From Scott Cantrell in Dallas Morning News: The old overture-concerto-symphony model, with no real relationship among the pieces, gives no identity to a concert, no marketing hook. It’s just another ‘one from column A, one from column B’ mishmash. Slapping alliterative labels for single pieces on concerts — ‘Marvelous Mozart,’ ‘Bombastic Beethoven,’ ‘Ravishing Ravel’ — is pretty lame.
From NY Times: Several hundred millennials mingled under the soaring atrium of the Guggenheim Museum on Fifth Avenue one recent frigid February night. Weaving around them were black-clad servers bearing silver trays piled high with doughnuts, while a pixieish D.J. spun Daft Punk remixes.
The occasion was the museum’s annual Young Collectors Party, and the increasingly tipsy crowd thronged in a space usually filled with visitors eager to see the 73-year-old institution’s priceless artworks. But on this night, the galleries displaying an exhibition of Italian Futurism were mostly cordoned off. Instead, youthful, glamorous and moneyed New Yorkers were the main attraction.
A day in the life of NYC Ballet soloist, Megan LeCrone and Young Patrons Circle committee member, Salvador Avila.
From NY Times: Some of the best-remembered moments in entertainment are dances set in New York City, in shows and movies like “Guys and Dolls,” “On the Town,” “West Side Story,” “42nd Street” and “The Band Wagon.” Now comes a campaign that urges New Yorkers to support dance as an art form. The campaign, scheduled to get under way this week, is being sponsored by Dance/NYC, a nonprofit organization that was spun off in January from the national organization Dance/USA. The campaign, which is being created internally at Dance/NYC, carries the theme “New Yorkers for dance.”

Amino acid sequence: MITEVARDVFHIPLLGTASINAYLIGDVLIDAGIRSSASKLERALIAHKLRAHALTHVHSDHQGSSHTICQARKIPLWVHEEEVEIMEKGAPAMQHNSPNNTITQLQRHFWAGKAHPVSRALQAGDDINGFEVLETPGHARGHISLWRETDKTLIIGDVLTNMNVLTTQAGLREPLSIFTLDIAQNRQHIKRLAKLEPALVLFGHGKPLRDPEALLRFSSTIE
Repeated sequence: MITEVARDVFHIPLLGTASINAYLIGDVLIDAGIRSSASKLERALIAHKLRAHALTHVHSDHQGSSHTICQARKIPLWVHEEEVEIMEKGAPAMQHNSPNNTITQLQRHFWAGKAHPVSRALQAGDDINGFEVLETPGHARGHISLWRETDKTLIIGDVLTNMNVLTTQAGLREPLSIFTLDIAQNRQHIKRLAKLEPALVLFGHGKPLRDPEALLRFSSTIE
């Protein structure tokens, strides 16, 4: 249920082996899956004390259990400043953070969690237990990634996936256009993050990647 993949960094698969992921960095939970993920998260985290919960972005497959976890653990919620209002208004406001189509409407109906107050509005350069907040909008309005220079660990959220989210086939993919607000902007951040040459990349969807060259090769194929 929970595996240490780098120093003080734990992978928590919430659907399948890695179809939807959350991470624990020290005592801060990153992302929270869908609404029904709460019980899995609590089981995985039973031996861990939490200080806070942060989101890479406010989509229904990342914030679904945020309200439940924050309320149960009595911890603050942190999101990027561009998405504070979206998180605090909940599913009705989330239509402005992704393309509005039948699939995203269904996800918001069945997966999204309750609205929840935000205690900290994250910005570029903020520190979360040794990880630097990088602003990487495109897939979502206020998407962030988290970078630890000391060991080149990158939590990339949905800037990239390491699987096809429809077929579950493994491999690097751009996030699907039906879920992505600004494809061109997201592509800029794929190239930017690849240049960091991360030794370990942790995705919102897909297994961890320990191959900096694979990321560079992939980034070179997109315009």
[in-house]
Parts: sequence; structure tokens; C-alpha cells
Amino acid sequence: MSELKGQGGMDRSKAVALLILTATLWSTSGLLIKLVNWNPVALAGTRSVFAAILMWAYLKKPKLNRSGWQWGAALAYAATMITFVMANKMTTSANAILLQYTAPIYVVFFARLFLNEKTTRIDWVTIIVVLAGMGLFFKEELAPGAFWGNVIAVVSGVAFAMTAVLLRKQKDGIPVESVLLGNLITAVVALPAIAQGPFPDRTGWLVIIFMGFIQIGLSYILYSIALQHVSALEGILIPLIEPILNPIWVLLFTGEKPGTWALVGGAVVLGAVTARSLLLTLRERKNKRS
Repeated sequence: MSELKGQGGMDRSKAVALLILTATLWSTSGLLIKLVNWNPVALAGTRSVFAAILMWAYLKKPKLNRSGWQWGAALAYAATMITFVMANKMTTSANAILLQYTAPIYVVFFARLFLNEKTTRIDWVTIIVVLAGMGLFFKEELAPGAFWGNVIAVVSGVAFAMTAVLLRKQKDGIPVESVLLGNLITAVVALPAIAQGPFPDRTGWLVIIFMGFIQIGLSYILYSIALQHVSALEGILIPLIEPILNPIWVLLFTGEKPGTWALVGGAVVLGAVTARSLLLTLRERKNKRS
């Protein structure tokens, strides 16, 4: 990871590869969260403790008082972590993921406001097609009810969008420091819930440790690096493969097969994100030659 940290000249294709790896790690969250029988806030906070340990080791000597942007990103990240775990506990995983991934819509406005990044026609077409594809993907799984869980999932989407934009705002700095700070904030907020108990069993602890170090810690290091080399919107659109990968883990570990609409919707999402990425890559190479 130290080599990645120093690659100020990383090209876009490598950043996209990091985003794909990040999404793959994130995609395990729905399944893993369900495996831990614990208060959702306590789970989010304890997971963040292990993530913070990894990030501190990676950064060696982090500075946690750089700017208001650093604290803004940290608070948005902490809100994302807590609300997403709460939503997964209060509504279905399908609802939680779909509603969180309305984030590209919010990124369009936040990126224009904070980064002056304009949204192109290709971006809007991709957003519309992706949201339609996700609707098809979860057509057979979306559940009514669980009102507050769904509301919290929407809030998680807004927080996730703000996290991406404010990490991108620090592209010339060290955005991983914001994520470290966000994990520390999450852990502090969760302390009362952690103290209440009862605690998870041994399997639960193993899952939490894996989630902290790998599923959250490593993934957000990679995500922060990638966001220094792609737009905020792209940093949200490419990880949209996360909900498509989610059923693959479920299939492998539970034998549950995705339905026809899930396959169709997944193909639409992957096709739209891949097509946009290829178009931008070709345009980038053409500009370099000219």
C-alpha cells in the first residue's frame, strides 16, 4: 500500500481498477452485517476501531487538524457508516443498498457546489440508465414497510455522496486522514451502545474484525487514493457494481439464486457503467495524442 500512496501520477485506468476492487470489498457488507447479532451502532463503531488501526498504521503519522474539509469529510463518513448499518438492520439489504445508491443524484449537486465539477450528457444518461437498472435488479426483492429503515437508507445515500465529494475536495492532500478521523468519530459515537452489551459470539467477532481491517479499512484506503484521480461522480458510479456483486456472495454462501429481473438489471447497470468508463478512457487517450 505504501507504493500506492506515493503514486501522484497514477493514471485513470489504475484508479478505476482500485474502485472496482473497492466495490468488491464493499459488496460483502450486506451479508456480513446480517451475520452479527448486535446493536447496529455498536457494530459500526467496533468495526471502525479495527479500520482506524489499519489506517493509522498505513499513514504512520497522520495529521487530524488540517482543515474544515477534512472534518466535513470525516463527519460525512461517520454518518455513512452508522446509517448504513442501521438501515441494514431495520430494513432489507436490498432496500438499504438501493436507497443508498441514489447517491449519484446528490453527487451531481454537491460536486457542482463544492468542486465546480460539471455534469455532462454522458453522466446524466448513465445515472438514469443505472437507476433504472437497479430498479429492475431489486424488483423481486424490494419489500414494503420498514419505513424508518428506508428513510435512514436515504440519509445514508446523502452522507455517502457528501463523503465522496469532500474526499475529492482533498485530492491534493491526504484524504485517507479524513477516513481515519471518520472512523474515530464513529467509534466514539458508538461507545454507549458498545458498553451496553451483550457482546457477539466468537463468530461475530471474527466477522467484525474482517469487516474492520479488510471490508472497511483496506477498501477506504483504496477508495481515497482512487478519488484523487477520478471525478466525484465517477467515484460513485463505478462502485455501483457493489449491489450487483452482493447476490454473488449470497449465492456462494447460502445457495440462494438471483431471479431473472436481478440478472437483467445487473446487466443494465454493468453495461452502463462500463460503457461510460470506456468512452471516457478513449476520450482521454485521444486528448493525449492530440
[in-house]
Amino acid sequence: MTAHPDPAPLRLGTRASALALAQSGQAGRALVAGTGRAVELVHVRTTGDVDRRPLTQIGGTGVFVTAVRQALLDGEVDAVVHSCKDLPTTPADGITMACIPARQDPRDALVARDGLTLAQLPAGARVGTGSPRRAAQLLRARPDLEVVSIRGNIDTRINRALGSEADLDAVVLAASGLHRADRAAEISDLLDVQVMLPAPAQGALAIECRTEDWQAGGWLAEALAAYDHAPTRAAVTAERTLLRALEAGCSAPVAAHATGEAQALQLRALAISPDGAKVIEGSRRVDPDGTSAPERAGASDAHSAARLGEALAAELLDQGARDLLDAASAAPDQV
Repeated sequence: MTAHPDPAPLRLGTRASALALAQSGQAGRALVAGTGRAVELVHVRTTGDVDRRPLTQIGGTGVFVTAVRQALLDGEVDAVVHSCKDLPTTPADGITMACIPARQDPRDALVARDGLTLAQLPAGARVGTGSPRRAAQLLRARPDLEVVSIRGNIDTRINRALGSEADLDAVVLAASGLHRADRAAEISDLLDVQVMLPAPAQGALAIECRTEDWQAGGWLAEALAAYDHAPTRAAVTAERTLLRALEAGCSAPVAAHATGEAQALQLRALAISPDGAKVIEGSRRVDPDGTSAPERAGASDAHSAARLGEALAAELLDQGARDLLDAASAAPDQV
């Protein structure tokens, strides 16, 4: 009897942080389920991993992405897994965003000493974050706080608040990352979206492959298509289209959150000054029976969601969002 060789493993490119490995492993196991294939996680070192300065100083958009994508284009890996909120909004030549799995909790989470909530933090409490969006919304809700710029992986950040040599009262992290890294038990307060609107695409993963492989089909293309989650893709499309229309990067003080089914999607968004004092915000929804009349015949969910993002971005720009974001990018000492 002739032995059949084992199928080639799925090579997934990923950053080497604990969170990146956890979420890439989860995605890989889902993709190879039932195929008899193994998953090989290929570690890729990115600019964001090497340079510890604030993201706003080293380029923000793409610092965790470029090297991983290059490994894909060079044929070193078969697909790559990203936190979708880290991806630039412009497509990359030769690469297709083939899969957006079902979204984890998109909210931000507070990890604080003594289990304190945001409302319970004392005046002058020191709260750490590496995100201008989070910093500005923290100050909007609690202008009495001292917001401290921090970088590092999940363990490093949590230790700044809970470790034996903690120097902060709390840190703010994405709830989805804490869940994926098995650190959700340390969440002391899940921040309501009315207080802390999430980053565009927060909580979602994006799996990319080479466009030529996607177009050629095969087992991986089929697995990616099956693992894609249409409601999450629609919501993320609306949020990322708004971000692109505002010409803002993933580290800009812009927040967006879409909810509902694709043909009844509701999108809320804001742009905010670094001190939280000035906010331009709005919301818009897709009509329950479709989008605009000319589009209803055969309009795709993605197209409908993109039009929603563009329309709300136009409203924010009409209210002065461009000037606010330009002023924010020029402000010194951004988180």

From We Love Ad: NYCB Art Series commissions contemporary artists to create original works of art inspired by our unique energy, spectacular dancers, and one-of-a-kind repertory of ballets. New York City Ballet has worked with leading and emerging artists throughout the Company’s history — luminaries like Andy Warhol, Keith Haring, and Julian Schnabel. We are proud to continue this tradition by partnering with Brooklyn-based artists FAILE for the inaugural year of Art Series.
Faile's installation, Les Ballets De Faile, was created for the Art Series performances on Friday, February 1, and Wednesday, May 29. On these dates, every seat in the house is available for just $29, and each audience member will receive a limited-edition work made specifically for this event.
In four lively, detailed reports, a team of researchers and writers captures what worked – and what didn't – when a chorus, a museum, an opera company, and a theater embarked on very different efforts to cultivate their audiences.
From Forty: One of our most common tendencies as people is believing that our own thoughts and opinions are true or the best option. It’s human nature, and a lot of times your gut will lead you in the right direction. However, this bias can hinder our ability to make educated decisions, cause us to overlook important facts, and encourage […]
From Chad Bauman: In early 2008, Arena Stage along with a few other LORT theaters, began to test subscription alternatives in focus groups. In doing so, I was absolutely certain that the results would show at least one, if not several, attractive alternatives to subscriptions. I was wrong. Our work indicated that each option we put forth was less attractive to target single ticket buyers, multi-buyers and current subscribers than what we currently had. I was so surprised that we conducted a second series of focus groups with similar results. Amazed and confused, after a few months, I concluded our market research indicated that the subscription model wasn't outdated, but that our execution was flawed.